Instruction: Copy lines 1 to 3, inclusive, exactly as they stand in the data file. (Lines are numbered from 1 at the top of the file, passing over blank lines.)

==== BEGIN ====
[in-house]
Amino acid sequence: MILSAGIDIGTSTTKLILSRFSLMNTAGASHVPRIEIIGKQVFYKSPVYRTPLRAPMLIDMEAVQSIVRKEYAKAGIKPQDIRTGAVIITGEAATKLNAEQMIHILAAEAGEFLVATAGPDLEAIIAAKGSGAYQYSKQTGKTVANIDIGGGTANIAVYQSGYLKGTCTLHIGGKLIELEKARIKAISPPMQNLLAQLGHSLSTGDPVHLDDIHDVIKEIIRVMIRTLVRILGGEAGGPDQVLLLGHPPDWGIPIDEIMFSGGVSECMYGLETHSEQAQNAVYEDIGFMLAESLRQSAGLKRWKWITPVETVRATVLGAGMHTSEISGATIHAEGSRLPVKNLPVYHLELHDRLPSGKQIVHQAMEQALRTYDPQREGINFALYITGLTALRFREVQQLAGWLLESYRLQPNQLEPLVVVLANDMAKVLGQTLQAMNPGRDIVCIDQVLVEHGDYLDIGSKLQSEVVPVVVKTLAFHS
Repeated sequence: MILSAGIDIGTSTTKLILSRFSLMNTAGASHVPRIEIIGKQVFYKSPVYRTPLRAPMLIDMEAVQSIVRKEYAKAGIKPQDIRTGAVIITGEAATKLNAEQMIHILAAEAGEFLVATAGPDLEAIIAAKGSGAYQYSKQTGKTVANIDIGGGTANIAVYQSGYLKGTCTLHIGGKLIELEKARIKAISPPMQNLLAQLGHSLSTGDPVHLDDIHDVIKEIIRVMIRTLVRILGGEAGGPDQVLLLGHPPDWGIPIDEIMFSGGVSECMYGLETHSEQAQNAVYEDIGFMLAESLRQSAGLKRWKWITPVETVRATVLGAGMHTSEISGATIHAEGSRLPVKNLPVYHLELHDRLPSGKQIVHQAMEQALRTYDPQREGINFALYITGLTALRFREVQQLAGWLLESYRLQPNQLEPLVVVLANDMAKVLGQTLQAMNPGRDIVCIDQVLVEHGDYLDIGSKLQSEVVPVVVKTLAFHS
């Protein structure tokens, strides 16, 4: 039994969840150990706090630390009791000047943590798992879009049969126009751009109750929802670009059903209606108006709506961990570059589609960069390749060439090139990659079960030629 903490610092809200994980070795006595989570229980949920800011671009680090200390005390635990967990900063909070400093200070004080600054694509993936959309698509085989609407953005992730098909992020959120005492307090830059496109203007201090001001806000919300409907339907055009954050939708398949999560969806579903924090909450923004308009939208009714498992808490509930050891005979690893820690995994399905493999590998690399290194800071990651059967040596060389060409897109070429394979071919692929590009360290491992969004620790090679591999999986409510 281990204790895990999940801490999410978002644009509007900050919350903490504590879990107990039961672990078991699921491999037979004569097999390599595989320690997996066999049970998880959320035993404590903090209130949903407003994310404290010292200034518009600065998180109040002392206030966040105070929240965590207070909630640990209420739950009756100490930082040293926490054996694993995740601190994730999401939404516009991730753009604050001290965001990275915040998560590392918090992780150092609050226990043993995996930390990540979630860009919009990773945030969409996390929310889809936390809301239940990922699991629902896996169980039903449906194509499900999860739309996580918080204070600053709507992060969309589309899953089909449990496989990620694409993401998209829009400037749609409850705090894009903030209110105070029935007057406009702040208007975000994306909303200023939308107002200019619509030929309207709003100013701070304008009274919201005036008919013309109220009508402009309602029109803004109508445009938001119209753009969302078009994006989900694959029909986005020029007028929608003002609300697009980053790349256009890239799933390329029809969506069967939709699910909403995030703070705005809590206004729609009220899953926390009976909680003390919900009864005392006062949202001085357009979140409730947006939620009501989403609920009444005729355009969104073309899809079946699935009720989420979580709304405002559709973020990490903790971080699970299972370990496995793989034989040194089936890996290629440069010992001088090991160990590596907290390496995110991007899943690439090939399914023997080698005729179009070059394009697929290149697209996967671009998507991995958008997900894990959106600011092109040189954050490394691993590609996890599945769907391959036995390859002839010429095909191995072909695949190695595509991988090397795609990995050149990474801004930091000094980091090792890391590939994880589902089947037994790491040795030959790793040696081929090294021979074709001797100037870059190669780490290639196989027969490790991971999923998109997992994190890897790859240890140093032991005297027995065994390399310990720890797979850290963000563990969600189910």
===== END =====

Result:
[in-house]
Amino acid sequence: MILSAGIDIGTSTTKLILSRFSLMNTAGASHVPRIEIIGKQVFYKSPVYRTPLRAPMLIDMEAVQSIVRKEYAKAGIKPQDIRTGAVIITGEAATKLNAEQMIHILAAEAGEFLVATAGPDLEAIIAAKGSGAYQYSKQTGKTVANIDIGGGTANIAVYQSGYLKGTCTLHIGGKLIELEKARIKAISPPMQNLLAQLGHSLSTGDPVHLDDIHDVIKEIIRVMIRTLVRILGGEAGGPDQVLLLGHPPDWGIPIDEIMFSGGVSECMYGLETHSEQAQNAVYEDIGFMLAESLRQSAGLKRWKWITPVETVRATVLGAGMHTSEISGATIHAEGSRLPVKNLPVYHLELHDRLPSGKQIVHQAMEQALRTYDPQREGINFALYITGLTALRFREVQQLAGWLLESYRLQPNQLEPLVVVLANDMAKVLGQTLQAMNPGRDIVCIDQVLVEHGDYLDIGSKLQSEVVPVVVKTLAFHS
Repeated sequence: MILSAGIDIGTSTTKLILSRFSLMNTAGASHVPRIEIIGKQVFYKSPVYRTPLRAPMLIDMEAVQSIVRKEYAKAGIKPQDIRTGAVIITGEAATKLNAEQMIHILAAEAGEFLVATAGPDLEAIIAAKGSGAYQYSKQTGKTVANIDIGGGTANIAVYQSGYLKGTCTLHIGGKLIELEKARIKAISPPMQNLLAQLGHSLSTGDPVHLDDIHDVIKEIIRVMIRTLVRILGGEAGGPDQVLLLGHPPDWGIPIDEIMFSGGVSECMYGLETHSEQAQNAVYEDIGFMLAESLRQSAGLKRWKWITPVETVRATVLGAGMHTSEISGATIHAEGSRLPVKNLPVYHLELHDRLPSGKQIVHQAMEQALRTYDPQREGINFALYITGLTALRFREVQQLAGWLLESYRLQPNQLEPLVVVLANDMAKVLGQTLQAMNPGRDIVCIDQVLVEHGDYLDIGSKLQSEVVPVVVKTLAFHS